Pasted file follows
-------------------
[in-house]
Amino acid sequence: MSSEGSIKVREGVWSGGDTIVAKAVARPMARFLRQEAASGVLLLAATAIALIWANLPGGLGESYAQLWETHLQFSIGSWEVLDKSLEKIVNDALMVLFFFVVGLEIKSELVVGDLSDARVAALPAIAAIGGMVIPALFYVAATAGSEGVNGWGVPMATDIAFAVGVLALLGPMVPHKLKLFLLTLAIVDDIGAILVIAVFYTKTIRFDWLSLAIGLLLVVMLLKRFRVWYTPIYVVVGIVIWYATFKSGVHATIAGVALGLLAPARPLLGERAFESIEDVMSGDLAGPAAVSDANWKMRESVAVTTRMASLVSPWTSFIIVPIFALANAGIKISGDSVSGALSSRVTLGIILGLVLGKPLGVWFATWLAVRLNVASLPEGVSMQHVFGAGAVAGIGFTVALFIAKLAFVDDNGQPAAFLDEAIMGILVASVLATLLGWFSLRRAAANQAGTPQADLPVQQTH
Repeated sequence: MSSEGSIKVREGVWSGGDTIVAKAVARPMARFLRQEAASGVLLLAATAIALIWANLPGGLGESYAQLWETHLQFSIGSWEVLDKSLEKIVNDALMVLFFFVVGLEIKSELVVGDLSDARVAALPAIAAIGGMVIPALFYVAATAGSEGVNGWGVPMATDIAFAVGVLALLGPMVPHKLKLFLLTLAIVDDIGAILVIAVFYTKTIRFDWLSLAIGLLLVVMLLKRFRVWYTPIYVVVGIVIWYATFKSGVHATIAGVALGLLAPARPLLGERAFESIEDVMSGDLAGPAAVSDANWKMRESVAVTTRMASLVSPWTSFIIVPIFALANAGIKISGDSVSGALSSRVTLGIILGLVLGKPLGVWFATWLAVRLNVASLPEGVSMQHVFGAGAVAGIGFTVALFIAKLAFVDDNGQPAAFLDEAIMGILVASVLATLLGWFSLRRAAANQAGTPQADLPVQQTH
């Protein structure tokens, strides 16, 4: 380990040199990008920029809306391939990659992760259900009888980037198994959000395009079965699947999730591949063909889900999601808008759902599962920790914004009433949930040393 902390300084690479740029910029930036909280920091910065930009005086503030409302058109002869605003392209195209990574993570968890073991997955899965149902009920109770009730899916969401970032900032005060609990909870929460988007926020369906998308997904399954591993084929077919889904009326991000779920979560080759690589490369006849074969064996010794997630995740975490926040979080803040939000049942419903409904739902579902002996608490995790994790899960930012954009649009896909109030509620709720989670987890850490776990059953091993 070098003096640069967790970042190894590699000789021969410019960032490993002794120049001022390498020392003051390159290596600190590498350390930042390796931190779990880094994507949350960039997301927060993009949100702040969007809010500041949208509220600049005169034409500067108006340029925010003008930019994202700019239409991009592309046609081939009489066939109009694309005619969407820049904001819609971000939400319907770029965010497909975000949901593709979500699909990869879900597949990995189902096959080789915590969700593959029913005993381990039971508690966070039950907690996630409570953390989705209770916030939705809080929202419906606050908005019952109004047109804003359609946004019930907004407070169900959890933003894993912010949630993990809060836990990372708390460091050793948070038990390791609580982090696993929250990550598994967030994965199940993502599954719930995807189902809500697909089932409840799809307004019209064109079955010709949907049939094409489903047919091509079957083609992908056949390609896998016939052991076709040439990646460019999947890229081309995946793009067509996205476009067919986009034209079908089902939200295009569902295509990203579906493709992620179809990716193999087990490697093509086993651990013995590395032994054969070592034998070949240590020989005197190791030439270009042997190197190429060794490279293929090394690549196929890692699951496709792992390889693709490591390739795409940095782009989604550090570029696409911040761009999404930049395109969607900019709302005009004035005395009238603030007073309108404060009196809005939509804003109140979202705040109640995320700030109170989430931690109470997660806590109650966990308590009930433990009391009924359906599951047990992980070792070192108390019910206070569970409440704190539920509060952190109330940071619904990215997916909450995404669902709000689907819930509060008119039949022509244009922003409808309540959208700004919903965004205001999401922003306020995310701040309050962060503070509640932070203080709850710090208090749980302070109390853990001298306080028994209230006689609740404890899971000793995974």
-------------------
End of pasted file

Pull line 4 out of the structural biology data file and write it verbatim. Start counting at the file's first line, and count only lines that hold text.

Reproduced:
């Protein structure tokens, strides 16, 4: 380990040199990008920029809306391939990659992760259900009888980037198994959000395009079965699947999730591949063909889900999601808008759902599962920790914004009433949930040393 902390300084690479740029910029930036909280920091910065930009005086503030409302058109002869605003392209195209990574993570968890073991997955899965149902009920109770009730899916969401970032900032005060609990909870929460988007926020369906998308997904399954591993084929077919889904009326991000779920979560080759690589490369006849074969064996010794997630995740975490926040979080803040939000049942419903409904739902579902002996608490995790994790899960930012954009649009896909109030509620709720989670987890850490776990059953091993 070098003096640069967790970042190894590699000789021969410019960032490993002794120049001022390498020392003051390159290596600190590498350390930042390796931190779990880094994507949350960039997301927060993009949100702040969007809010500041949208509220600049005169034409500067108006340029925010003008930019994202700019239409991009592309046609081939009489066939109009694309005619969407820049904001819609971000939400319907770029965010497909975000949901593709979500699909990869879900597949990995189902096959080789915590969700593959029913005993381990039971508690966070039950907690996630409570953390989705209770916030939705809080929202419906606050908005019952109004047109804003359609946004019930907004407070169900959890933003894993912010949630993990809060836990990372708390460091050793948070038990390791609580982090696993929250990550598994967030994965199940993502599954719930995807189902809500697909089932409840799809307004019209064109079955010709949907049939094409489903047919091509079957083609992908056949390609896998016939052991076709040439990646460019999947890229081309995946793009067509996205476009067919986009034209079908089902939200295009569902295509990203579906493709992620179809990716193999087990490697093509086993651990013995590395032994054969070592034998070949240590020989005197190791030439270009042997190197190429060794490279293929090394690549196929890692699951496709792992390889693709490591390739795409940095782009989604550090570029696409911040761009999404930049395109969607900019709302005009004035005395009238603030007073309108404060009196809005939509804003109140979202705040109640995320700030109170989430931690109470997660806590109650966990308590009930433990009391009924359906599951047990992980070792070192108390019910206070569970409440704190539920509060952190109330940071619904990215997916909450995404669902709000689907819930509060008119039949022509244009922003409808309540959208700004919903965004205001999401922003306020995310701040309050962060503070509640932070203080709850710090208090749980302070109390853990001298306080028994209230006689609740404890899971000793995974």